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What is driving the European ready meal market?

By Annie-Rose Harrison-Dunn , 25-Jul-2013

As new generations become more worldly, retailers see an increased demand for world food ready meals.

As new generations become more worldly, retailers see an increased demand for world food ready meals.

As the European ready meal market experiences a resurgence, savvy consumers are increasingly expecting products that suit their global tastes, busy lifestyles and keen eye, according to market analysis. 

The European ready meal market continues to do well  despite a general tightening of household purse strings; Canadean analyst Ronan Stafford tells FoodNavigator three key trends within this burgeoning sector.  

Experimentation

Today’s generation of young people travel more and in general are more at ease with influences bought by contemporary immigration, meaning that in food tastes they are much more adventurous and open to experimentation than past generations.

As a result retailers are under increasing pressure to offer a much broader product range. “Particularly with ethnic food. Consumers' expertise of ethnic food is growing and is already quite extensive,” said Stafford.

“They might have the time on their hands to cook a full meal but they might not have the culinary expertise to prepare these kinds of foods. So ready meals offer the opportunity to eat a Chinese meal or a Thai curry, which the consumers themselves couldn't prepare unless they went out to a restaurant.”

As consumers become more knowledgeable and experimental, their standards have risen demanding now a much higher level of specificity:  “Simply labelling something as a Chinese food is not going to wash any more. Consumers are going to want to know: Has it got lemongrass, has it got ginger, has it got a specific spice set that they are looking for?”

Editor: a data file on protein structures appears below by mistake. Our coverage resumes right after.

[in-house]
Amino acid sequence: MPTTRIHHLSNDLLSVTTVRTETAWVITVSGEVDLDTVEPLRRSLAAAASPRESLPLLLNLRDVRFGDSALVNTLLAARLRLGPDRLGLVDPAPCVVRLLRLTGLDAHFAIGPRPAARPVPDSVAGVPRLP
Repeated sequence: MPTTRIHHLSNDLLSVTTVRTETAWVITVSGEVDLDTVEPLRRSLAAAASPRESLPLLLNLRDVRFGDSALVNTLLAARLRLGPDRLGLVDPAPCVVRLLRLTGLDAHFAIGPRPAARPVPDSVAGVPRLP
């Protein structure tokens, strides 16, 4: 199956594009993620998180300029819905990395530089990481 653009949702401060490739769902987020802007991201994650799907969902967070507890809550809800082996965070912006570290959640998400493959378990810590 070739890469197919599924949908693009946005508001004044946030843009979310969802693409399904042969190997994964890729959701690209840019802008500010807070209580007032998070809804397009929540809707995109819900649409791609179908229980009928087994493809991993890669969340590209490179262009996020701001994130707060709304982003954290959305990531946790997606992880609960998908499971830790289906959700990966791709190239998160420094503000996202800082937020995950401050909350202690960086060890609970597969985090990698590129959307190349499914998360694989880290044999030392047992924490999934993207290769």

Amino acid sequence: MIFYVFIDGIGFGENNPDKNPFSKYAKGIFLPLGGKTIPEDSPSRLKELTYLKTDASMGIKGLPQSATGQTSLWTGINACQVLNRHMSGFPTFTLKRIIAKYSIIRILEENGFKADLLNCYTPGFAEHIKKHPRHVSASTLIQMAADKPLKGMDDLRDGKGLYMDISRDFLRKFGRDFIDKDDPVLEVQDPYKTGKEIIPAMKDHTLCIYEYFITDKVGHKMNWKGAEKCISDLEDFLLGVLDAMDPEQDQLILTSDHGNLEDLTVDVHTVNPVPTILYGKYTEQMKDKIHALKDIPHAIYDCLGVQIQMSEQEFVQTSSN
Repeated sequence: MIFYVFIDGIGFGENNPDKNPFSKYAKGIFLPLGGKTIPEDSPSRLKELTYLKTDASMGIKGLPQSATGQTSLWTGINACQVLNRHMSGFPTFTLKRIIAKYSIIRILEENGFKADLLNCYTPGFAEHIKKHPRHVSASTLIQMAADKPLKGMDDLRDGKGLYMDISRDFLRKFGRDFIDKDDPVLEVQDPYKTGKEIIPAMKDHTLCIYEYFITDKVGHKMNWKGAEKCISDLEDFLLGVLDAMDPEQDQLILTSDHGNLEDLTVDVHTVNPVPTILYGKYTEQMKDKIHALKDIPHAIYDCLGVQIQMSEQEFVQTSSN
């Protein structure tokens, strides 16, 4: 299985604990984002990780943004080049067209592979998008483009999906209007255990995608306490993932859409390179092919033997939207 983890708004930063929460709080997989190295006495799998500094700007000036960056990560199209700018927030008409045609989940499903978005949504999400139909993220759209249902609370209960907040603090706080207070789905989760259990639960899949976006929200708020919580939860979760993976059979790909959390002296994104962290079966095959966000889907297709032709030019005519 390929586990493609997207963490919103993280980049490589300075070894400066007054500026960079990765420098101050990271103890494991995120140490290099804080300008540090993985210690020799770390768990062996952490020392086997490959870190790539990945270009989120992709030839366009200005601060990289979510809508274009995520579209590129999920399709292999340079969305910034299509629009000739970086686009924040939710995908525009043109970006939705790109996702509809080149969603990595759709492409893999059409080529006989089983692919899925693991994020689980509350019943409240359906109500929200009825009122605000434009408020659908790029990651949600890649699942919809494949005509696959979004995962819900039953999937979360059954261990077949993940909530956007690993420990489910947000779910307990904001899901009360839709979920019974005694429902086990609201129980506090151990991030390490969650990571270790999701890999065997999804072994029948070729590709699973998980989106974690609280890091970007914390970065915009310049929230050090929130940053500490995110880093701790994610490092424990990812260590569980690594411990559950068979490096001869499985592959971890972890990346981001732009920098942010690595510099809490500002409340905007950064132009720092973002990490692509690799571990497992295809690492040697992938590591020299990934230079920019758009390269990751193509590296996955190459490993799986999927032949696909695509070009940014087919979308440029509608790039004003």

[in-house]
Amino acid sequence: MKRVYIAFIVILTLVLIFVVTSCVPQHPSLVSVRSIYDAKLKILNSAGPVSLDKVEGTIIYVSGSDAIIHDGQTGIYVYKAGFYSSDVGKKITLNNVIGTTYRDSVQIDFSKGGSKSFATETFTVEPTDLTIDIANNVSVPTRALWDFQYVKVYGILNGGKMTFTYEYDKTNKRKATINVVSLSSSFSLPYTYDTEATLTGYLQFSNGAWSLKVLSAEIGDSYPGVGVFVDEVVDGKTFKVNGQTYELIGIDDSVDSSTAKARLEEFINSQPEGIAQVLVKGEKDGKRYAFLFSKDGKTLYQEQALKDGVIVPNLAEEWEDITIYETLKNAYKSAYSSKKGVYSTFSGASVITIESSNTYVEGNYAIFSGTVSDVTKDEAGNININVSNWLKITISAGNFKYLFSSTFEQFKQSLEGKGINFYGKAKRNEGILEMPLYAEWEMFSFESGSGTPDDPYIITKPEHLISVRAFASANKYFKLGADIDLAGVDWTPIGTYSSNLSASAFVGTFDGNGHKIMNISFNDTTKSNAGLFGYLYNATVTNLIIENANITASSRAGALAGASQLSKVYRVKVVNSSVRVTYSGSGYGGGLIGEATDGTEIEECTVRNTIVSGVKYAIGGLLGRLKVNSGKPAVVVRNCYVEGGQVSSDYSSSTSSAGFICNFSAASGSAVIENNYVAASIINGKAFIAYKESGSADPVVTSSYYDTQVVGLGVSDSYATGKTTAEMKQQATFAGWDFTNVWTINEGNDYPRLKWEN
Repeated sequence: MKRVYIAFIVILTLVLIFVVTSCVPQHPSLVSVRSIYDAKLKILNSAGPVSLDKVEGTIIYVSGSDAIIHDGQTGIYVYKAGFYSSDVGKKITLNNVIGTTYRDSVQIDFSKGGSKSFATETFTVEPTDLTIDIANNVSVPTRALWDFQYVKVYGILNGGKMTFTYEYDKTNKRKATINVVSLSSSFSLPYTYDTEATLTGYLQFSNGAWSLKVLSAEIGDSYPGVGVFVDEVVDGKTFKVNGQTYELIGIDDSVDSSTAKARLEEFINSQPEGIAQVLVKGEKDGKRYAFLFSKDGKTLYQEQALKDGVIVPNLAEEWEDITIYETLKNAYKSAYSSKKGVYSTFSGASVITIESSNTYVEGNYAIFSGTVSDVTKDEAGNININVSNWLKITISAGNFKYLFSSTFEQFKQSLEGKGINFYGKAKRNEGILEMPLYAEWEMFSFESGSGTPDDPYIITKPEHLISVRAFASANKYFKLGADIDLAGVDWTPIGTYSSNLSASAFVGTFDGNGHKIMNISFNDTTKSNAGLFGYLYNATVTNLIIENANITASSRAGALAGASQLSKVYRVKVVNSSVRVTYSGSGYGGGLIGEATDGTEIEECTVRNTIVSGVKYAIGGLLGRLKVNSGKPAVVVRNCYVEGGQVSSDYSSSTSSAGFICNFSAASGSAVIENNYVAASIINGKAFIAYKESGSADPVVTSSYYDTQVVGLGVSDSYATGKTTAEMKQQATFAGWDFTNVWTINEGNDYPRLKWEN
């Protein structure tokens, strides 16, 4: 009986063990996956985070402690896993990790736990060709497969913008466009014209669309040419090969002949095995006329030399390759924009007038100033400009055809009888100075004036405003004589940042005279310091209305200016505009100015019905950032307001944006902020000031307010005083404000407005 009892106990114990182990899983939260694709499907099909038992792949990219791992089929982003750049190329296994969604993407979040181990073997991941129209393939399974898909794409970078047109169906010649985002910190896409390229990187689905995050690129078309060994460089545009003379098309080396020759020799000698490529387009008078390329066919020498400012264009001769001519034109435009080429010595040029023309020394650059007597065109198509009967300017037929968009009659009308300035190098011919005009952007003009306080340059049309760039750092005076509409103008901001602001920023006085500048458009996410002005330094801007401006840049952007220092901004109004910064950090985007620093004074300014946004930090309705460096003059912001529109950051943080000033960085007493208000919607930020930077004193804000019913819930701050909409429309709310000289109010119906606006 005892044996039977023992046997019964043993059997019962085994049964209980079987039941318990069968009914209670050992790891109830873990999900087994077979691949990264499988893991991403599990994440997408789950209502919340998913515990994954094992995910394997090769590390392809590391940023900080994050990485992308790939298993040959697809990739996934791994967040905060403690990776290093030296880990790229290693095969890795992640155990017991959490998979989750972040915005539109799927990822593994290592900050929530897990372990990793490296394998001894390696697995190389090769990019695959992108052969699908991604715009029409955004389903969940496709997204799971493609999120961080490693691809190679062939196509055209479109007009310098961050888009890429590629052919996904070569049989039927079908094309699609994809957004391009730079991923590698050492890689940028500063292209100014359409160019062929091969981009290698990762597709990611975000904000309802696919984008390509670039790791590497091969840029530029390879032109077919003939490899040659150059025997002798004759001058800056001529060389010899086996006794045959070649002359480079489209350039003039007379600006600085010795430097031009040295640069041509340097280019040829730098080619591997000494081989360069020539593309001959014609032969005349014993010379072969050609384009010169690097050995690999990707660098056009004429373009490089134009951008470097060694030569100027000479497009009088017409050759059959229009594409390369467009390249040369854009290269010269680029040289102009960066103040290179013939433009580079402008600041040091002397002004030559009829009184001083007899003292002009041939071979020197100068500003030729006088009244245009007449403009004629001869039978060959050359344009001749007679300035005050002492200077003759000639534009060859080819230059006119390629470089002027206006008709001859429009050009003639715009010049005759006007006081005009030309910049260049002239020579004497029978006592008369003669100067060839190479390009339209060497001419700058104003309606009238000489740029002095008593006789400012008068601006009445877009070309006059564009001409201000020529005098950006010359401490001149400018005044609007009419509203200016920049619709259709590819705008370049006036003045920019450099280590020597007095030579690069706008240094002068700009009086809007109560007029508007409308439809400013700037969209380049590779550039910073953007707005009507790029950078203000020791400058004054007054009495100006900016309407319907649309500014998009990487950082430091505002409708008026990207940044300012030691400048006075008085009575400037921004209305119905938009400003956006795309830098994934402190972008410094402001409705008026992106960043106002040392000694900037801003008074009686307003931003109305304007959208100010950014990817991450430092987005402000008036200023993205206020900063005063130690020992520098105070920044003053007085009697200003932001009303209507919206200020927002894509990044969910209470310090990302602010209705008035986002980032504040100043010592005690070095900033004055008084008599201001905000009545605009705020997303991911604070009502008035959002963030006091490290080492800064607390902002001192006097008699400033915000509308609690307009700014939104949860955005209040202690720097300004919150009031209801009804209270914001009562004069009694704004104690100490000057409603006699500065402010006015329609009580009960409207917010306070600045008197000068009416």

Time scarcity

While convenience remains key, this no longer means just putting something in the microwave for thirty seconds. 

“When you talk about the convenience that ready meals offer it’s not necessarily all about speed of preparation but rather that opportunity to fill your time with something else,” said Stafford.

Ready meals are increasingly seen as a way of getting more from the time spent preparing. 

“If you have a dislike of cooking and you don’t have a ready meal, you’re more likely to prepare something that’s very basic. For example with a ready meal you can have a full rice dish, or a full pasta dish which otherwise you might not be inclined to prepare.”

Improved image

There has been a marked shift in consumer expectation surrounding ready meals, led by or leading to an increase in premium label ready meals. Stafford suggests this has pushed up quality. 

“Ready meals look a lot better and taste a lot better than they did before. Consumers who might have been put off by lack of taste are no longer put off by that,” said Stafford.

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